## Efficient Sampling and Feature Selection in Whole Sentence Maximum Entropy Language Models

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@MISC{Chen_efficientsampling,

author = {Stanley F. Chen and Ronald Rosenfeld},

title = {Efficient Sampling and Feature Selection in Whole Sentence Maximum Entropy Language Models },

year = {}

}

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### Abstract

Conditional Maximum Entropy models have been successfully

### Citations

3720 |
ªStochastic Relaxation, Gibbs Distributions, and the Bayesian Restoration of Images,º
- Geman, Geman
- 1984
(Show Context)
Citation Context ...l sampling methods for estimating the values EP [f i ], and present results evaluating their relative efficacy. DellaPietra et al. [5] build a joint ME model of word spelling. They use Gibbs sampling =-=[8]-=- to generate a set of word spellings fs1 ; : : : ; sM g, and estimate EP [f i ]s1 M P M j=1 f i (s j ). Gibbs sampling is not efficient for sentence models, as the probability of a great many sentence... |

2243 |
Equation of state calculations by fast computing machines
- Metropolis, Rosenbluth, et al.
- 1953
(Show Context)
Citation Context ...imate EP [f i ]s1 M P M j=1 f i (s j ). Gibbs sampling is not efficient for sentence models, as the probability of a great many sentences must be computed to generate each sample. Metropolis sampling =-=[12]-=-, is more appropriate for this situation. An initial sentence is chosen randomly. For each word position in turn, a new word is proposed to replace the original word in that position, and this change ... |

1083 | A maximum entropy approach to natural language processing
- Berger, Pietra, et al.
- 1996
(Show Context)
Citation Context ...pounded. 1.2. Conditional Maximum Entropy Models In the last few years, Maximum Entropy (ME, [9]) models have been successfully used to estimate conditional language probabilities of the form P (wjh) =-=[6, 11, 1, 15]-=- (as well as to model prepositional phrase attachment [14] and induce features of word spelling [5]). In using Maximum Entropy to model P (wjh), one major obstacle is the heavy computational requireme... |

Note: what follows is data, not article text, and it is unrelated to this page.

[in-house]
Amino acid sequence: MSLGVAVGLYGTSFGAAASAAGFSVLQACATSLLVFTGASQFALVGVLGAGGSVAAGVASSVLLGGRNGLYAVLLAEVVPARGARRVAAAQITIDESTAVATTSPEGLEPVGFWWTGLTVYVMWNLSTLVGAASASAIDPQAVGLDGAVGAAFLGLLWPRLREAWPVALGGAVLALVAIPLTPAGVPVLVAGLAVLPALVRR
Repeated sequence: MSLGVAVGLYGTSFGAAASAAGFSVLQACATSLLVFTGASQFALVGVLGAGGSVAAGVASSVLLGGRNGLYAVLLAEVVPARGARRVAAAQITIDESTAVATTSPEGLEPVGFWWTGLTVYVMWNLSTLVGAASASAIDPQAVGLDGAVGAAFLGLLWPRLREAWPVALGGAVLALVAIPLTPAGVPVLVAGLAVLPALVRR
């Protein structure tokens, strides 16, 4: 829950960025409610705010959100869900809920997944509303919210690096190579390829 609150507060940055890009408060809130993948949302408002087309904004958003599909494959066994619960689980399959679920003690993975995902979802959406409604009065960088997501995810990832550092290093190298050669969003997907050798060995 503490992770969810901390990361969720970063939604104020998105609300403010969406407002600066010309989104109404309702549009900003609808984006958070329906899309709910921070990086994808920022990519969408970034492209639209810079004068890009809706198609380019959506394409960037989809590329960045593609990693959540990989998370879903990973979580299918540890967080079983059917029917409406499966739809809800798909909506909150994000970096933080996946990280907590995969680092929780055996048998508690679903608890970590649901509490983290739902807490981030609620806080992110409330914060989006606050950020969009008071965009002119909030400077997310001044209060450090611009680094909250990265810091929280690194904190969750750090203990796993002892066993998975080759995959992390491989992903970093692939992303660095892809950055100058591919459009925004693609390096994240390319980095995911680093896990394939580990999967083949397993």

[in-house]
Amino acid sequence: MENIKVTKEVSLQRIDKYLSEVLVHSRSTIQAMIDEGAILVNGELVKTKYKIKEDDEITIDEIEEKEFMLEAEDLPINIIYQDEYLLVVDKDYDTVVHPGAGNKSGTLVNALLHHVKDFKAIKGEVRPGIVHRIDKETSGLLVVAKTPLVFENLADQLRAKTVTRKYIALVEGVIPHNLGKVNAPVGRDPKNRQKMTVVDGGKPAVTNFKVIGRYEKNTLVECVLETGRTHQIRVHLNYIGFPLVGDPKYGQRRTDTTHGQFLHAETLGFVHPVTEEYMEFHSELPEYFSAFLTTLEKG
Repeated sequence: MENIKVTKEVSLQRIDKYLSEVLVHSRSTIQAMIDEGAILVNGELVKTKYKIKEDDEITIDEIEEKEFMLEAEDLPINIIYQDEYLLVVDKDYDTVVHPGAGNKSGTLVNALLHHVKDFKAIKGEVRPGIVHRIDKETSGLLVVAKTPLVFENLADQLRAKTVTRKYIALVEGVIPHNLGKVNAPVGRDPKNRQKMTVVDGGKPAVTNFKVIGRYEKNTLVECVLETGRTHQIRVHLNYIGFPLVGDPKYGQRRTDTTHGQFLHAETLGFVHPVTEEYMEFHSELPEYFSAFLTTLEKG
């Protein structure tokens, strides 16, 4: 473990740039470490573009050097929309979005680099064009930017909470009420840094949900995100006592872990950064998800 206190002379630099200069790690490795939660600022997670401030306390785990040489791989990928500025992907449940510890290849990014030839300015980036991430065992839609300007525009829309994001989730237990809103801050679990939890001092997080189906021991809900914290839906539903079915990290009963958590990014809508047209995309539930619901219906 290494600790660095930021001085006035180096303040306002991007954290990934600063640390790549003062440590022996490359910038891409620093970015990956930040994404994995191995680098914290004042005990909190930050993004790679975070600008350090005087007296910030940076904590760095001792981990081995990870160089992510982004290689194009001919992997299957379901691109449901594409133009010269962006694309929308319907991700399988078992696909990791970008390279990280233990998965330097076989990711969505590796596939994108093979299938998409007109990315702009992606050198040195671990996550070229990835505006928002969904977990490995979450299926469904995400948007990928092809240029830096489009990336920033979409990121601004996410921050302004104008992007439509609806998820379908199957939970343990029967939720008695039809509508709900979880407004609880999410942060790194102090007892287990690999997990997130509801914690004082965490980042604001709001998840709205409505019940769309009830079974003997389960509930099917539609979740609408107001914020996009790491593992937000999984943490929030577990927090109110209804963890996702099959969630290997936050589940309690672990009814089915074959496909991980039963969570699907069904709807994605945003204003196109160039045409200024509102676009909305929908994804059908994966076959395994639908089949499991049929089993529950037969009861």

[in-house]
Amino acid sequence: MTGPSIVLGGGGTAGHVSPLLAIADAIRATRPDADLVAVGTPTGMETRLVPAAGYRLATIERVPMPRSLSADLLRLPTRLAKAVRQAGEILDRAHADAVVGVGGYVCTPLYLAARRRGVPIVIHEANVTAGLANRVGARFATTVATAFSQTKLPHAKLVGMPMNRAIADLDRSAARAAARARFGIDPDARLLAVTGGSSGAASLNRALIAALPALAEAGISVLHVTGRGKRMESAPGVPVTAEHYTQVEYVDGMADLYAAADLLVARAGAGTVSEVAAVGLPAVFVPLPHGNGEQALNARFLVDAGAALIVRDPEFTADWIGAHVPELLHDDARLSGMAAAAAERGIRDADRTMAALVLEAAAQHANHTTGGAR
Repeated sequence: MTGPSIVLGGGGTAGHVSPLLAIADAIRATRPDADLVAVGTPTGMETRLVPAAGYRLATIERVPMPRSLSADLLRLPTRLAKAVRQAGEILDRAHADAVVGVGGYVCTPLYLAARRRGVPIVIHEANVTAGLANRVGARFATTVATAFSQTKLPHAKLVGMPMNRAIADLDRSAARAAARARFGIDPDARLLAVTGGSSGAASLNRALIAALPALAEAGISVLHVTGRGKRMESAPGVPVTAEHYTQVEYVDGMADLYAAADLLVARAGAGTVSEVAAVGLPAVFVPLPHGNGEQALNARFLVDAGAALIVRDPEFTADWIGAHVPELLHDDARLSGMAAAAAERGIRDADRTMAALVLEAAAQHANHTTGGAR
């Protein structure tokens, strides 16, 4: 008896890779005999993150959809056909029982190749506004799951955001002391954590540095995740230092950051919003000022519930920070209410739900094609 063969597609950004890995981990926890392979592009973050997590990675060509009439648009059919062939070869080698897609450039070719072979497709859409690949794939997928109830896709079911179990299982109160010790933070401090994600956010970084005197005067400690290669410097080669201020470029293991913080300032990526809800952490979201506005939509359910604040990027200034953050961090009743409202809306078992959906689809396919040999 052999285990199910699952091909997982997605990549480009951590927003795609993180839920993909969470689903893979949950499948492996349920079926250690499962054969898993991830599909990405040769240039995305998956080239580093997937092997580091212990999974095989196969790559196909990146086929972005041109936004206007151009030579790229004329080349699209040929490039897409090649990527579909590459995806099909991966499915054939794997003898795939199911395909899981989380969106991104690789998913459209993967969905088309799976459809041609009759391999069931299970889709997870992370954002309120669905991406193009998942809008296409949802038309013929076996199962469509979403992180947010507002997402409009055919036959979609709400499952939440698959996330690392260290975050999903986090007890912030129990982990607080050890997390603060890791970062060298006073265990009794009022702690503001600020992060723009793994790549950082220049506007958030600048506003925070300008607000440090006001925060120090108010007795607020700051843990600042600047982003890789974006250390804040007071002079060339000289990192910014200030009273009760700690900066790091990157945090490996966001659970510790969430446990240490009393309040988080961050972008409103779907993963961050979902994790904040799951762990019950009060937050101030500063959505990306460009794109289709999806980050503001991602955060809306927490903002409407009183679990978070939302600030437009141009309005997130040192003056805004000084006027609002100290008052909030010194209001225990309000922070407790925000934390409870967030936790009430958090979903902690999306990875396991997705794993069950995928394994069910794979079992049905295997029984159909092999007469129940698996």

698 | Class-based n-gram models of natural language
- Brown, deSouza, et al.
- 1992
(Show Context)
Citation Context ...othing [10], and used it as our prior p0 (s). We employed features that constrained the frequency of word n-grams (up to n=4), distance-two word n-grams (up to n=3) [15], and class ngrams (up to n=5) =-=[3]-=-. That is, we considered features of the form f ff (s) = # of times n-gram ff occurs in s : We partitioned our vocabulary (of 15,000 words) into 100, 300, and 1000 classes using the word classing algo... |

669 |
Information theory and statistical mechanics
- Jaynes
- 1957
(Show Context)
Citation Context ...f every word in the current sentence causes small but systematic biases in probability estimation to be compounded. 1.2. Conditional Maximum Entropy Models In the last few years, Maximum Entropy (ME, =-=[9]-=-) models have been successfully used to estimate conditional language probabilities of the form P (wjh) [6, 11, 1, 15] (as well as to model prepositional phrase attachment [14] and induce features of ... |

553 | Inducing features of random fields
- Pietra, Pietra, et al.
- 1997
(Show Context)
Citation Context ...been successfully used to estimate conditional language probabilities of the form P (wjh) [6, 11, 1, 15] (as well as to model prepositional phrase attachment [14] and induce features of word spelling =-=[5]-=-). In using Maximum Entropy to model P (wjh), one major obstacle is the heavy computational requirements of training and using the model. These requirements are particularly severe because of the need... |

431 |
Generalized iterative scaling for log-linear models
- Darroch, Ratcliff
- 1972
(Show Context)
Citation Context ...ihood solution of the exponential family. For more information, see [9, 1, 15]. The MDI or ME solution can be found by an iterative procedure such as the Generalized Iterative Scaling (GIS) algorithm =-=[4]-=-. GIS starts with arbitrarysi 's. At each iteration, the algorithm improves the f i g values by comparing the expectation of each feature under the current P to the target value, and modifying the ass... |

271 |
Improved backing-off for m-gram language modeling
- Kneser, Ney
- 1995
(Show Context)